* @getArithmeticFunction has no reason to receive a function as parameter
      * Line 64-67: Unnecessary assignments
      * Line 78: Missing line feed
      * Your indention is inconsistent, your editor most likely has a feature to format the document for you

      • Ethan Partida

        Hi nascardriver, thank you very much for your advice it is very much appreciated! I fixed my arguments to getArithmeticFunction and its working great! I just have two questions, at line 15 I included when an invalid operator was entered so that the function would not pass an invalid operator to the caller, would you recommenced doing this a different way? My other question was what do you mean by missing line feed?

        • > line 15
          Scenario:
          User enters 'm'
          @std::cin.clear() is called
          But, the stream was never in a failed state, there was no reason to call @std::cin.clear(), this should be handled differently.

          > what do you mean by missing line feed?
          Your program exits without telling the terminal to progress to the next line, this will look bad. Change it to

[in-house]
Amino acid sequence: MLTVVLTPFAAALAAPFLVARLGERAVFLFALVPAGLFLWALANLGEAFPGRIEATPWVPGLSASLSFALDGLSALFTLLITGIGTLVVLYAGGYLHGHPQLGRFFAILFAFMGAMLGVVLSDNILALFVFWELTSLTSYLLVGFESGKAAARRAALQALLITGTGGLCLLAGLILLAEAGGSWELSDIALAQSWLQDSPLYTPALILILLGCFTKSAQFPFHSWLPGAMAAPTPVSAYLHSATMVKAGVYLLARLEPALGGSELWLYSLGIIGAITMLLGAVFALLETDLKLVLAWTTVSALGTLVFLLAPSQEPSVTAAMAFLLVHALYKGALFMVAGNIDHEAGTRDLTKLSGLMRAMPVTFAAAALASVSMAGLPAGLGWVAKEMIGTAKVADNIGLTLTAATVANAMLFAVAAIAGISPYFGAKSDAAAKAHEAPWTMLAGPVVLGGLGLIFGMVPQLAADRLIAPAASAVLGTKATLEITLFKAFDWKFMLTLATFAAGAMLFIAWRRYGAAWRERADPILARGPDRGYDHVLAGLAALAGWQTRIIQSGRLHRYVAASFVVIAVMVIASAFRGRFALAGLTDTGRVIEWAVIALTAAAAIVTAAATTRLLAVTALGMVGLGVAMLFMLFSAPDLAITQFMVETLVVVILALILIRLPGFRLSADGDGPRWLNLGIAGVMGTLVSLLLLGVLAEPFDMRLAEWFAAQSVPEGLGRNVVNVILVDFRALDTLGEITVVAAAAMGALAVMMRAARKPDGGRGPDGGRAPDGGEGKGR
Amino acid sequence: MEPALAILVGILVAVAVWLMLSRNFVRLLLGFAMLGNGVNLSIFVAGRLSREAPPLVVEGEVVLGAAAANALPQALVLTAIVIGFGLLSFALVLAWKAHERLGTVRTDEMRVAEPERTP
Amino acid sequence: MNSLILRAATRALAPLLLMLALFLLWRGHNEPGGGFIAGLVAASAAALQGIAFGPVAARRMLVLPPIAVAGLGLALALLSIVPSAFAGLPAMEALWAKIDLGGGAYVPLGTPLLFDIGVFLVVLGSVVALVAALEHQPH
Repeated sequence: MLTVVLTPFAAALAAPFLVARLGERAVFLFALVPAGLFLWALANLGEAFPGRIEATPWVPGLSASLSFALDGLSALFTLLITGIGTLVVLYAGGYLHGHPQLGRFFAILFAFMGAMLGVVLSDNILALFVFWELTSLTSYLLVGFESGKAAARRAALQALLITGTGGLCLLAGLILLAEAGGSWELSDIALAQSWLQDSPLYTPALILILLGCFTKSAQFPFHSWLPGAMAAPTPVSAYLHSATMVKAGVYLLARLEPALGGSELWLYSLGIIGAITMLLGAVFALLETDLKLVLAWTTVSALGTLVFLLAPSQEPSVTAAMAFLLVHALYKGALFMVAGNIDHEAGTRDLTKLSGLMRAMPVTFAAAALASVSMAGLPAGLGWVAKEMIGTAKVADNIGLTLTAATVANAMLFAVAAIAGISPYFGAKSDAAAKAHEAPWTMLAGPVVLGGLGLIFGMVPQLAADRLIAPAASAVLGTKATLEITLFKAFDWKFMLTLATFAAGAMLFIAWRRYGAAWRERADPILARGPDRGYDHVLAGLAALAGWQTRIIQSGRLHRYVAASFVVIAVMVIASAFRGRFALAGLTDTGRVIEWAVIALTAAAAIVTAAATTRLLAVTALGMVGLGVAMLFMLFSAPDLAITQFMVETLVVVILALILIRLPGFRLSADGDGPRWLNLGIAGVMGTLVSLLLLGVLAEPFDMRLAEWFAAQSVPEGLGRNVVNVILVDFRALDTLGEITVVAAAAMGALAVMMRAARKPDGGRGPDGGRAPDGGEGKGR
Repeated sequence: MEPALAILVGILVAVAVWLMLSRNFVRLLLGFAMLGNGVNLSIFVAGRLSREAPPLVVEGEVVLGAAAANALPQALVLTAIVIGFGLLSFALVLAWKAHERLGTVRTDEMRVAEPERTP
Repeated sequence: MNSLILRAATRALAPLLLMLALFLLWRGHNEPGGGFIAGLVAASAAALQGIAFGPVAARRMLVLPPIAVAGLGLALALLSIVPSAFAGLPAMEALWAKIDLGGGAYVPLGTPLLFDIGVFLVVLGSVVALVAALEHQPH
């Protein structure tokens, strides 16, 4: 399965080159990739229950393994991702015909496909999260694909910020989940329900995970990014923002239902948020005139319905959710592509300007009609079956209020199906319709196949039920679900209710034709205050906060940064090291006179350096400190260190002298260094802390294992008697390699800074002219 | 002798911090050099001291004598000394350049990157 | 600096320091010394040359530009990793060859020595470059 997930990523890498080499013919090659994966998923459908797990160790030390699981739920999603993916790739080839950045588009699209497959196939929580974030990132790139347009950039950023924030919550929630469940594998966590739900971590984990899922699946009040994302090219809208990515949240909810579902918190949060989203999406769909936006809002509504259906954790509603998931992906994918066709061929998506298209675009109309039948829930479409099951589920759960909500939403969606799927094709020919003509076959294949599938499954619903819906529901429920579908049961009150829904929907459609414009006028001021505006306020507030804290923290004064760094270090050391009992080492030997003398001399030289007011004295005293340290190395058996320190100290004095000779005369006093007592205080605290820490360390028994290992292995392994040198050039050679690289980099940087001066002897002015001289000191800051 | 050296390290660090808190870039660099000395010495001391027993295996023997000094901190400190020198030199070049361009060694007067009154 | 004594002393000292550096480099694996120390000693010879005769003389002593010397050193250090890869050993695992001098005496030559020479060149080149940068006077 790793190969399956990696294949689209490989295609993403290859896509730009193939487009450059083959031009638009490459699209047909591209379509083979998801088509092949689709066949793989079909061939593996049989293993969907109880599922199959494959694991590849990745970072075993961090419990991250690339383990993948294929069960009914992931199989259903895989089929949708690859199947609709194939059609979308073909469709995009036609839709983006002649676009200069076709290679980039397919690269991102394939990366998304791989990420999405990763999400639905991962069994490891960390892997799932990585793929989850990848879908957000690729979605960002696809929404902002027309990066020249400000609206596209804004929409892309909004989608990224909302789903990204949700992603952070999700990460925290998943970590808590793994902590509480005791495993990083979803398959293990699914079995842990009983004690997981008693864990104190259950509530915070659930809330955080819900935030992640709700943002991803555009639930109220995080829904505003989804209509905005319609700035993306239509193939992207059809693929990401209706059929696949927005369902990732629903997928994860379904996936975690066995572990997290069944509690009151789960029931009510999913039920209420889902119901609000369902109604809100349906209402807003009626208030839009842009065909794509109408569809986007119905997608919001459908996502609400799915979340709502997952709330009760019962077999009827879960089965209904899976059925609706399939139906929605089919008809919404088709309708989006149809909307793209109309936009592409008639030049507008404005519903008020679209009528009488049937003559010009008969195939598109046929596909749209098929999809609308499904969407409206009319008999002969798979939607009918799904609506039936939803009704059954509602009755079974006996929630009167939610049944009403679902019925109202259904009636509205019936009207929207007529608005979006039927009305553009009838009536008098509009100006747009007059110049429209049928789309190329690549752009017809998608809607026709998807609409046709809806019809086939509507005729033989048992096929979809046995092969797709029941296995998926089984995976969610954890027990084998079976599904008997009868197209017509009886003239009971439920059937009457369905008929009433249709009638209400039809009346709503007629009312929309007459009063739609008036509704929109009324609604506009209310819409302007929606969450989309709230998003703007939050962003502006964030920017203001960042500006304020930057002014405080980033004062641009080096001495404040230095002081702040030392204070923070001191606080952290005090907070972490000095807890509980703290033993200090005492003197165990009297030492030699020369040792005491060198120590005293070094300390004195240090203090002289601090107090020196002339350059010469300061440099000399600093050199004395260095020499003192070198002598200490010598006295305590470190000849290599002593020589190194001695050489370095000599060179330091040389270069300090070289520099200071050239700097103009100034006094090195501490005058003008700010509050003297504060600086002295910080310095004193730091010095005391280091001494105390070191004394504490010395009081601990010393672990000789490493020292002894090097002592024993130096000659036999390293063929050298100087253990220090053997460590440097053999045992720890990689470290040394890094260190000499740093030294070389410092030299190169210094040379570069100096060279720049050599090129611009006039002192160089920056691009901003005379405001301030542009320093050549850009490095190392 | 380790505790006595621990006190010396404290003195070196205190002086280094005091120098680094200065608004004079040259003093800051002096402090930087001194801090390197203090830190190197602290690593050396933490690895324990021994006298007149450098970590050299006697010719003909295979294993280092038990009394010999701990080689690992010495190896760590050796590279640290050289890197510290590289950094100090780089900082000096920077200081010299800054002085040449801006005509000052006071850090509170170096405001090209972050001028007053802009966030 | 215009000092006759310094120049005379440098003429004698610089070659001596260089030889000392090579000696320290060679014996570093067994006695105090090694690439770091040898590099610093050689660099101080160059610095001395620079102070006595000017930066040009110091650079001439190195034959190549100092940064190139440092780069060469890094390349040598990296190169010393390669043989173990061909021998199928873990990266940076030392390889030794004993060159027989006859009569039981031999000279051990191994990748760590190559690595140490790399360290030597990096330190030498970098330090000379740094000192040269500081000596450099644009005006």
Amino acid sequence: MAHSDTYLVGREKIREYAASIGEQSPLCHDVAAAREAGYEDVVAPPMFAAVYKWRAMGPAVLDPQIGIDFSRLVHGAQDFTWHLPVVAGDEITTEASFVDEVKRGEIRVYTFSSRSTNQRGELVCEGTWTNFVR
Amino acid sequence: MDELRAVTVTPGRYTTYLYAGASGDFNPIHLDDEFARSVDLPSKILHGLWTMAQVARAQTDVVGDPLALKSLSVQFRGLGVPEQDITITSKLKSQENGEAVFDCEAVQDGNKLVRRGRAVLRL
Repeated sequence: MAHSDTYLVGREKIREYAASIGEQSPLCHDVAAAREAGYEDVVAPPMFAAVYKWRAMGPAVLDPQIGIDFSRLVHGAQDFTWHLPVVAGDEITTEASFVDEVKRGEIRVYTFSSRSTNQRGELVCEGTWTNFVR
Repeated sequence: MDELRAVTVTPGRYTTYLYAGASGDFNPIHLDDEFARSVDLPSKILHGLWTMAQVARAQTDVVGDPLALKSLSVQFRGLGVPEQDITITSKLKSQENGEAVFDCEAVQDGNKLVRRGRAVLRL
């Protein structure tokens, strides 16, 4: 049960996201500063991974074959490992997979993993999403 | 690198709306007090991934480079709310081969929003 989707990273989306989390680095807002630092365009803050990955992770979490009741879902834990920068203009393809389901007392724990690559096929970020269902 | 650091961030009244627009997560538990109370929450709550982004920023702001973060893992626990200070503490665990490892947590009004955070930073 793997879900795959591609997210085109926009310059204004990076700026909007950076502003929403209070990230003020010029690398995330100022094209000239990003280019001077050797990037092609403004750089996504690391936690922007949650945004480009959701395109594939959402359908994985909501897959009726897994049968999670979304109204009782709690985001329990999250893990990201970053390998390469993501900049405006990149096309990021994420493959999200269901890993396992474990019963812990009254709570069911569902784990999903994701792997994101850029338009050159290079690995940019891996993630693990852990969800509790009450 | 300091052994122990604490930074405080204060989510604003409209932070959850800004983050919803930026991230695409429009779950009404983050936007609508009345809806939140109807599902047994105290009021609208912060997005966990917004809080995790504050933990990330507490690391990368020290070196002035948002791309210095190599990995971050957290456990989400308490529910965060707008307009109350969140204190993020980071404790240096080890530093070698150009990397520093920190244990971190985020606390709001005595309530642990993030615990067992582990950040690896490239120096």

• Sagar

    how can we return fuction poiner from a function without using typedef?
    Is that even possible?

    • nascardriver

      Hi Sagar!

      See @Cumhur's question and my reply here http://www.learncpp.com/cpp-tutorial/78-function-pointers/comment-page-4/#comment-324446

  • DecSco

    I tried using uniform initialisation on a std::array:

    but it fails, with the error "too many initializers for 'std::array<arithmeticStruct, 4u>'.
    Why? Substituting 'std::array>arithmeticStruct,4> arithmeticArray' with 'arithmeticStruct arithmeticArray[]' makes it work just fine.

    • nascardriver

      Hi DecSco!

      See Frederico's comment and replies to it further down: http://www.learncpp.com/cpp-tutorial/78-function-pointers/comment-page-4/#comment-317170

      • DecSco